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Tax Credits/Deductions



The Federal government and New York State offer tax credits for qualified undergraduate postsecondary study, as well as a tax deduction for the initial interest paid on qualified loans.
Tax Credits/Deductions Quick Reference
Tax Credits and Deductions
New York State Tuition Tax Credit/DeductionThrough the New York State Tuition Tax Credit/Deduction resident taxpayers may claim a deduction or a refundable credit for allowable undergraduate tuition paid for themselves, their spouse, or their dependents enrolled in qualified institutions.
American Opportunity Credit
(2012 - 2017 Tax Years)


The American Opportunity Credit applies for tax years 2012 through 2017. It provides a tax credit of up to $2,500 per student to offset qualified higher educational expenses available to more taxpayers, including those who owe no tax. The full $2,500 credit may be available to a taxpayer who pays $4,000 or more in qualified expenses for an eligible student.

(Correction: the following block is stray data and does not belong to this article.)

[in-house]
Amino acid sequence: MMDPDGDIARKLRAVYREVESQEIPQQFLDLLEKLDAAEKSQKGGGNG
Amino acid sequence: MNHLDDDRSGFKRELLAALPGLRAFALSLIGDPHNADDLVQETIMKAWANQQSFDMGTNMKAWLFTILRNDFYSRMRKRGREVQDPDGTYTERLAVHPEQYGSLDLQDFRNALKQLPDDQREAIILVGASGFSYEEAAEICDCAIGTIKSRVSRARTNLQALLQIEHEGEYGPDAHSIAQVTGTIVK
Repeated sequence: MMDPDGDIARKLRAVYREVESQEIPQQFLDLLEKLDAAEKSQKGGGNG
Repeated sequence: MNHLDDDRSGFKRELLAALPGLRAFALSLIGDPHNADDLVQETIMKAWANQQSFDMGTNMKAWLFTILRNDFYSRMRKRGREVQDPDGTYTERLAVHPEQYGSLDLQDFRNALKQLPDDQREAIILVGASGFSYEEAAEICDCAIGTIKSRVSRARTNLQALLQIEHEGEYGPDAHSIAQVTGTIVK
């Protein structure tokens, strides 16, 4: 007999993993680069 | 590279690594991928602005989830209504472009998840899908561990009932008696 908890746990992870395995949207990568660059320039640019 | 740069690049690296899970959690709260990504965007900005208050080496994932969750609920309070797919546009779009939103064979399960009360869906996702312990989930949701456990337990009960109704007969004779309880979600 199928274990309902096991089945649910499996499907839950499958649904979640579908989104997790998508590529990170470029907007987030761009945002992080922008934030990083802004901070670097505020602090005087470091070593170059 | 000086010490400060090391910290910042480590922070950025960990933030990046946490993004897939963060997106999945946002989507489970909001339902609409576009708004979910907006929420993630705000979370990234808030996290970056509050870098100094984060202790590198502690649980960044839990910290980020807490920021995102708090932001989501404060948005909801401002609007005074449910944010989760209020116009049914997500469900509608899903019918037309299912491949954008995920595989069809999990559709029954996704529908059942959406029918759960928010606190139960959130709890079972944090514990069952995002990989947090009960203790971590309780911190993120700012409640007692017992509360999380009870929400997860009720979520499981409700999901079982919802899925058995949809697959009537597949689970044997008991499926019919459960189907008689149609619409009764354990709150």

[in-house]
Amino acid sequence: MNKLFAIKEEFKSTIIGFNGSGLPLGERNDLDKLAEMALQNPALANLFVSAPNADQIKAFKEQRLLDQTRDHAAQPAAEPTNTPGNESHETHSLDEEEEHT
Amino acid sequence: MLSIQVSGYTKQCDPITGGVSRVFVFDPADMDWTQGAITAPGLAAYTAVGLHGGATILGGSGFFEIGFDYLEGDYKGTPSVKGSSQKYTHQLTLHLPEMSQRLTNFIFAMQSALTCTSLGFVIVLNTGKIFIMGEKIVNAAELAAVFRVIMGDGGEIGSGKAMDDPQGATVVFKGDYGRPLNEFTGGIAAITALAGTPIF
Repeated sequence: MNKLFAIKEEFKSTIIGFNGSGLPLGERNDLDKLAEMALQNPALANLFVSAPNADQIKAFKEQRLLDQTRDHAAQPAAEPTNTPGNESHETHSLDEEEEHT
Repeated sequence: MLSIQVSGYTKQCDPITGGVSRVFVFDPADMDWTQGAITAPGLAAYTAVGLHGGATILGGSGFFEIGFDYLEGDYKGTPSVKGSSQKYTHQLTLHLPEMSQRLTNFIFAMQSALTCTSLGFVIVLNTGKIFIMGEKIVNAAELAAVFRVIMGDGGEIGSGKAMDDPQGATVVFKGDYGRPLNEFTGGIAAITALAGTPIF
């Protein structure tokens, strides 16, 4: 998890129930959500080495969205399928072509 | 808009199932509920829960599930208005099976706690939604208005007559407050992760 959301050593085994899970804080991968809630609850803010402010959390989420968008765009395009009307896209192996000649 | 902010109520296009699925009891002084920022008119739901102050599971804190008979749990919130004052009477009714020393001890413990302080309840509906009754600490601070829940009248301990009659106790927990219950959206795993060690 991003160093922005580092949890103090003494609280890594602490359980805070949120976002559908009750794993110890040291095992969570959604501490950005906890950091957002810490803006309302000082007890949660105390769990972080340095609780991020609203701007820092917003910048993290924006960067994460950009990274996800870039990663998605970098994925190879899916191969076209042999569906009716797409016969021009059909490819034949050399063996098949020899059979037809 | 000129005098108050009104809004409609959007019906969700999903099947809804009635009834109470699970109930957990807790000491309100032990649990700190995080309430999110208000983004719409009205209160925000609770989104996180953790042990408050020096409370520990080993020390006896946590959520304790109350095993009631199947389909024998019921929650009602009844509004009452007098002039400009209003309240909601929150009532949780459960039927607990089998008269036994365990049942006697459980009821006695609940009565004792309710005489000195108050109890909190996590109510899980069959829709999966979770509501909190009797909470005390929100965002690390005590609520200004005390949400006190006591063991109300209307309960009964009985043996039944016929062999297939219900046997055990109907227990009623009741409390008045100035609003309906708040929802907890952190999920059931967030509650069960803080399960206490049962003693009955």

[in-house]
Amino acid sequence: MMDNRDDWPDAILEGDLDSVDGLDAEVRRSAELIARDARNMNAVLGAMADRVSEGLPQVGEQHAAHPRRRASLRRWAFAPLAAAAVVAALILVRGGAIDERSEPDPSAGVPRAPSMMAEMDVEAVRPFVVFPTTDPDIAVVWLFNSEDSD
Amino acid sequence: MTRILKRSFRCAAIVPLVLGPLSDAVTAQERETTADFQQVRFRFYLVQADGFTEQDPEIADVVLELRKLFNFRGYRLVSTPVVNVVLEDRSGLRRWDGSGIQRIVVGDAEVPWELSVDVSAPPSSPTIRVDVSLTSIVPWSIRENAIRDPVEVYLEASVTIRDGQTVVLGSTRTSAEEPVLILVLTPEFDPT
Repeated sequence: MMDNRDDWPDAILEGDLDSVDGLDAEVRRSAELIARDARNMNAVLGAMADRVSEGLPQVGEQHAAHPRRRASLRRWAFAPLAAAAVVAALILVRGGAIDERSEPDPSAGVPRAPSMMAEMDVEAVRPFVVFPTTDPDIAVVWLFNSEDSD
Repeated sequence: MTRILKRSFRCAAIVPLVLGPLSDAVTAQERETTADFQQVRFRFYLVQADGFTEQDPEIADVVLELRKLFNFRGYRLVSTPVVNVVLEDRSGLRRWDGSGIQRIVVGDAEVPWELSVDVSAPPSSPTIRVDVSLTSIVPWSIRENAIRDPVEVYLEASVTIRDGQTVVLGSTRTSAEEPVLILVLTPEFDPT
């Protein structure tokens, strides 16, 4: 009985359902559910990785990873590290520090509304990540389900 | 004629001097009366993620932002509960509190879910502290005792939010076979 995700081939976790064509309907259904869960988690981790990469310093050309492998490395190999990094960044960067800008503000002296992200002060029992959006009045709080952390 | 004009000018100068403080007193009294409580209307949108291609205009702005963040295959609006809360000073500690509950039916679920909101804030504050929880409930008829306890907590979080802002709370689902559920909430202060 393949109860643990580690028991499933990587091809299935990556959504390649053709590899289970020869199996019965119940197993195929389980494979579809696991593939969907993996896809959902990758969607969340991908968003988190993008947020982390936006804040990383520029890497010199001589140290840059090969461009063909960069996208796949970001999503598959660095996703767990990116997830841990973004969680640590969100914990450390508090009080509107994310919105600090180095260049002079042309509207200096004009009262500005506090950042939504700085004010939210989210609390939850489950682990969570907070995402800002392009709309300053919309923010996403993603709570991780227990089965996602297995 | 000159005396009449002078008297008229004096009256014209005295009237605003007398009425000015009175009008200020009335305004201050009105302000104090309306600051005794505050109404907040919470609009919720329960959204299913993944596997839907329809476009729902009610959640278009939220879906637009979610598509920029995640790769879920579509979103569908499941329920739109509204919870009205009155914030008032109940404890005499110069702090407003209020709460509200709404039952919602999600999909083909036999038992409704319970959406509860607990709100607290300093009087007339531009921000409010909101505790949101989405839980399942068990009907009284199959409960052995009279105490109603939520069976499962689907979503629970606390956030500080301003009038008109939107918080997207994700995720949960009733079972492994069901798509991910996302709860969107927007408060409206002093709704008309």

Federal Lifetime Learning Tax CreditQualified taxpayers may be able to claim a lifetime learning credit of up to $2,000 for qualified education expenses paid for all eligible students. There is no limit on the number of years the lifetime learning credit can be claimed for each student.
Federal Student Loan Interest DeductionThe Federal Student Loan Interest Deduction provides up to a $2,500 tax deduction for the interest paid during repayment on a qualified student education loan.
New York’s 529 College Savings ProgramNew York State residents may save for themselves, their children, grandchildren or friends. Withdrawals made by New York taxpayers are exempt from State and federal income tax when used for qualified higher education expenses. New York taxpayers, who are account owners, can also deduct up to $5,000 of contributions ($10,000 for a married couple filing jointly) on their state income tax return each year. Assets grow tax-deferred and withdrawals are exempt from federal income tax when used for qualified higher education expenses.
Education Savings BondsGenerally, you must pay tax on the interest earned on U.S. savings bonds. If you do not include the interest income in the year it is earned, you must include it in you income in the in which you cash in the bonds. However, when you cash in certain savings bonds under an education savings bond program, you may be able to exclude the interest from income.